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There Goes the Neighborhood

Mon, 09/04/2023 - 15:06
Jon Michaud

How can you feel nostalgia for a place you've never been? 

Take a stroll through Manhattan's Washington Heights, maybe after taking in some track and field at the Armory, through a neighborhood now dominated by Columbia University's vast health care apparatus. You're hungry. You could use a shepherd's pie, a tall cool beer sounds about right, and you happen to walk by an inviting, memorabilia-filled establishment that fits the bill in every way, only to discover it's been shuttered since the pandemic. 

That's Coogan's.

Open since 1985, having successfully navigated the complexities of gentrification and cultural diversity, of police and community relations, it became a linchpin gathering place, and something of an institution, even described as a mini City Hall North, for all the knotty local problems smoothed out there in the convivial setting.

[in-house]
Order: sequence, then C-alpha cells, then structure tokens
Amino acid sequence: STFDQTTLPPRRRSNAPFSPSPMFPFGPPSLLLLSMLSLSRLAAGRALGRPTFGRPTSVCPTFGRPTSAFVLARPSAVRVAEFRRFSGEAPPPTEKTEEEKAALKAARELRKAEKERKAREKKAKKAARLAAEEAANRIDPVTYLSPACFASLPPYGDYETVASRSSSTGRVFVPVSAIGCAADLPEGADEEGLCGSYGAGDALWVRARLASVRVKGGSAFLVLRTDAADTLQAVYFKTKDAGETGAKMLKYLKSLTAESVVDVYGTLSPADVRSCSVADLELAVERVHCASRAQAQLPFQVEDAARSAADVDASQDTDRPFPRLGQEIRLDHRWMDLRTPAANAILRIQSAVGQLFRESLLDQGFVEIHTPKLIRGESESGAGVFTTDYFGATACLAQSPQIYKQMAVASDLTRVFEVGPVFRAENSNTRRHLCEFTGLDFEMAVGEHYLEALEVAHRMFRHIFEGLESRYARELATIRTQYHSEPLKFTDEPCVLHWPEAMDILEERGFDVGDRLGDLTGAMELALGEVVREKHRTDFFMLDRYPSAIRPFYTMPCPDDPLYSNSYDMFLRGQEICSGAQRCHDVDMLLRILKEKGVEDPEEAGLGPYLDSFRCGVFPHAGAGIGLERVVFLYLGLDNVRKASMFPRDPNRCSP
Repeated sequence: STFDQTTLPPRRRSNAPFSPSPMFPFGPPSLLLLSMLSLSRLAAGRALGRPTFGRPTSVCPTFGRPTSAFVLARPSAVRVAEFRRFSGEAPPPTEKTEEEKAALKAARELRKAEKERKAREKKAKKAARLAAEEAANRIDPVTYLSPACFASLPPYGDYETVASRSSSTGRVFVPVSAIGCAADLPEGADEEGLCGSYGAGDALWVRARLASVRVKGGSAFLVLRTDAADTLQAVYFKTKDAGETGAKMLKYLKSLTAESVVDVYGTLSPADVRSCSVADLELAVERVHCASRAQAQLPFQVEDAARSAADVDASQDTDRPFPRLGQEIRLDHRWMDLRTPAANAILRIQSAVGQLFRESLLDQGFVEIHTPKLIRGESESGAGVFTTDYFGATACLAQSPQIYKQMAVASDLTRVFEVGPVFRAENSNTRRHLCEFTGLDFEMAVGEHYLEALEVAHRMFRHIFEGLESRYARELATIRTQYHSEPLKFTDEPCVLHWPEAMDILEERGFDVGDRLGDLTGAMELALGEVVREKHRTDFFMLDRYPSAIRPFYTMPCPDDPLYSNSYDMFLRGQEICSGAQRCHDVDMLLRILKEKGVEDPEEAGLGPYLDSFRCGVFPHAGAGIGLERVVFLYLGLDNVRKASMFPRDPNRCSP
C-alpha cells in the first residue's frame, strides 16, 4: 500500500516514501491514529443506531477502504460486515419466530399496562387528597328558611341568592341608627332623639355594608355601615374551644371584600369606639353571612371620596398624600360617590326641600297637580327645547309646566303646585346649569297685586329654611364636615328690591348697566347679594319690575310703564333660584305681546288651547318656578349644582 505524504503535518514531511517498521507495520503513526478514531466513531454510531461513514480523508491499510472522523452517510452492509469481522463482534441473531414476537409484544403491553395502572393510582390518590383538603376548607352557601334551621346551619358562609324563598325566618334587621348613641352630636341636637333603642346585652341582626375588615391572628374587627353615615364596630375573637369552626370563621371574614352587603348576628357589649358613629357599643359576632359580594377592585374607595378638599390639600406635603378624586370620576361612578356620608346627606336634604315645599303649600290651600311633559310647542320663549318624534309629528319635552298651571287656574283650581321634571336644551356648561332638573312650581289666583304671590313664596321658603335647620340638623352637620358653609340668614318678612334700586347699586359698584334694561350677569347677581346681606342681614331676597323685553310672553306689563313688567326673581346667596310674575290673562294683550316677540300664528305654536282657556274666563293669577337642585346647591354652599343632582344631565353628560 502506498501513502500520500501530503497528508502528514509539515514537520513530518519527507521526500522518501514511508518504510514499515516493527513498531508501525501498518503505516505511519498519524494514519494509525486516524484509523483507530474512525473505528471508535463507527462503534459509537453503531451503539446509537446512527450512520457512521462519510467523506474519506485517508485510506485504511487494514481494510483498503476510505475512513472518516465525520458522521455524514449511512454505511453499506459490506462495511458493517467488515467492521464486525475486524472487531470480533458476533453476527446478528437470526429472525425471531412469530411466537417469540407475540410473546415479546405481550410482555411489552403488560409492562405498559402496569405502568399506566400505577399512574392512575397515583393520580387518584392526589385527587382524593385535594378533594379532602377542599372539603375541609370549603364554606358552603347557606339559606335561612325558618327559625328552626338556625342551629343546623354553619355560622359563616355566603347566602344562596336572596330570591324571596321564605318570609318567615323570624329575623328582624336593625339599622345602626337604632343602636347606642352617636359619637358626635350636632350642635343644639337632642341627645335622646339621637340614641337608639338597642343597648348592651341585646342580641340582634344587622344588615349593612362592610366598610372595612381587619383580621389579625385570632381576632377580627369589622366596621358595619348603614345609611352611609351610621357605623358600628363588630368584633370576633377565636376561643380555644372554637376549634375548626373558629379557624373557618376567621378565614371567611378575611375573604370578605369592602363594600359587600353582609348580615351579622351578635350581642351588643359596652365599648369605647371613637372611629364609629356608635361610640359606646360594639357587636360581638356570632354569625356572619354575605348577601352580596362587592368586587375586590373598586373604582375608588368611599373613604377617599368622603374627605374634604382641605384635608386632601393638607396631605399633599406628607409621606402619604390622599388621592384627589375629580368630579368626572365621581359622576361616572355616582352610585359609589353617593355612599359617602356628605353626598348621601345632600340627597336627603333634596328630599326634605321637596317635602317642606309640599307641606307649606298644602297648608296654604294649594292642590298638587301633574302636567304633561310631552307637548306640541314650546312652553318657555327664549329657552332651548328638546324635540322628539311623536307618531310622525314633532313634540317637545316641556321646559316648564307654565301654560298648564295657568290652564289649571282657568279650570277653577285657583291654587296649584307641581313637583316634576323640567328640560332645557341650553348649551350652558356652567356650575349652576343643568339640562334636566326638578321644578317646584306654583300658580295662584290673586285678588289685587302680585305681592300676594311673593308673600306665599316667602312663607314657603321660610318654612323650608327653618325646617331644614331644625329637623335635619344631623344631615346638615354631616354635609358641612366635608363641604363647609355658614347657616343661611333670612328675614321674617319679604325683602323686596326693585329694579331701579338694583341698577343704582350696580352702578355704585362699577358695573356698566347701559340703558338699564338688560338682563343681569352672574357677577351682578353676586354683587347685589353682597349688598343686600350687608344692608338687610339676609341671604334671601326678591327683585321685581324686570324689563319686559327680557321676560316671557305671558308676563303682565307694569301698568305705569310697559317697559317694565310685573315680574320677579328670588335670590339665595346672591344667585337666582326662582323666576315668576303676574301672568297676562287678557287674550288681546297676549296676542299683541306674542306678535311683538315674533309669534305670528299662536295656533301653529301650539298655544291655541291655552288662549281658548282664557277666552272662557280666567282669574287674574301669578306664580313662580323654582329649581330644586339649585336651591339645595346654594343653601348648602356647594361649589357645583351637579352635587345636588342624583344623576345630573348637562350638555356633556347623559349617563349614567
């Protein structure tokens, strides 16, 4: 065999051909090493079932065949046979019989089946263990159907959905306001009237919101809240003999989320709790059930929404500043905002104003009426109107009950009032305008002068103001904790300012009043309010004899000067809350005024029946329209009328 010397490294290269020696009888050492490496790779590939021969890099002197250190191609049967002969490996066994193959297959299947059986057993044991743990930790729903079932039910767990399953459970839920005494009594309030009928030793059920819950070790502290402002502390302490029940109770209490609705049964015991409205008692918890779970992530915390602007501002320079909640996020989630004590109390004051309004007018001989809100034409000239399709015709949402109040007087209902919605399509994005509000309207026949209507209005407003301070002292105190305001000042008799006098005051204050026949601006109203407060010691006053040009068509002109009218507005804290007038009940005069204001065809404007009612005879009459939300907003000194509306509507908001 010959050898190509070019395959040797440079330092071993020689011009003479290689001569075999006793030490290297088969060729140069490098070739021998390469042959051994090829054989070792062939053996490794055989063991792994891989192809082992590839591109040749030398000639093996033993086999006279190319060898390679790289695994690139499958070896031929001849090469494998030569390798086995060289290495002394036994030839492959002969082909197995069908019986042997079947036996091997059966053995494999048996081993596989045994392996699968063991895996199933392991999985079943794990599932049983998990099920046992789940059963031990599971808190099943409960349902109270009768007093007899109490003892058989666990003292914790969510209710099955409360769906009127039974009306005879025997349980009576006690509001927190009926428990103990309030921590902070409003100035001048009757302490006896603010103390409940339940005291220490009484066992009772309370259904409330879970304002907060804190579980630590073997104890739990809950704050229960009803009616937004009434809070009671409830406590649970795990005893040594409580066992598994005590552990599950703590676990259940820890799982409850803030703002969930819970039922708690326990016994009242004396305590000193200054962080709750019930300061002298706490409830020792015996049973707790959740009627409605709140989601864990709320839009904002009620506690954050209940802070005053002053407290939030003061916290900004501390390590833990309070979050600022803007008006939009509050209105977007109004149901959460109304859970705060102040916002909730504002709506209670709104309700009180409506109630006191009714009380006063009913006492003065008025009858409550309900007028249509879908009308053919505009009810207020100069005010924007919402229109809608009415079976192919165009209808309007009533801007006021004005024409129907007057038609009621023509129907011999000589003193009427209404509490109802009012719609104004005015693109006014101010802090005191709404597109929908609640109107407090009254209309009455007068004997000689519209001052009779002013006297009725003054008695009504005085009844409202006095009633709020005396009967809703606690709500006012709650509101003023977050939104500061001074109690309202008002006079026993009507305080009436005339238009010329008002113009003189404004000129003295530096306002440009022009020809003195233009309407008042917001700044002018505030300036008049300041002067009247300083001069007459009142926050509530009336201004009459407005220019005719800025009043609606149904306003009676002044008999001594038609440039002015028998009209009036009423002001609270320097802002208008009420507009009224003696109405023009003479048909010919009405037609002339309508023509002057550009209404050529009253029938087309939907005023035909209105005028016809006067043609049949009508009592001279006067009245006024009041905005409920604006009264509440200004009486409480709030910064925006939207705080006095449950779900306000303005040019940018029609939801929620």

Fleshed out in a hundred interviews, this tale is told by Jon Michaud, former librarian for The New Yorker magazine, now a public librarian in New Jersey, in his new book, "Last Call at Coogan's: The Life and Death of a Neighborhood Bar" (St. Martin's, $29), which he'll discuss on Friday at 5 p.m. at the Hampton Library in Bridgehampton. 

More than discuss, actually, it should be more like an exegesis, what with Peter Walsh, a former owner of the saloon, as interlocutor. Mr. Walsh lives in Water Mill and serves on the board of the Bridgehampton Museum, which is a co-sponsor. The talk is free.

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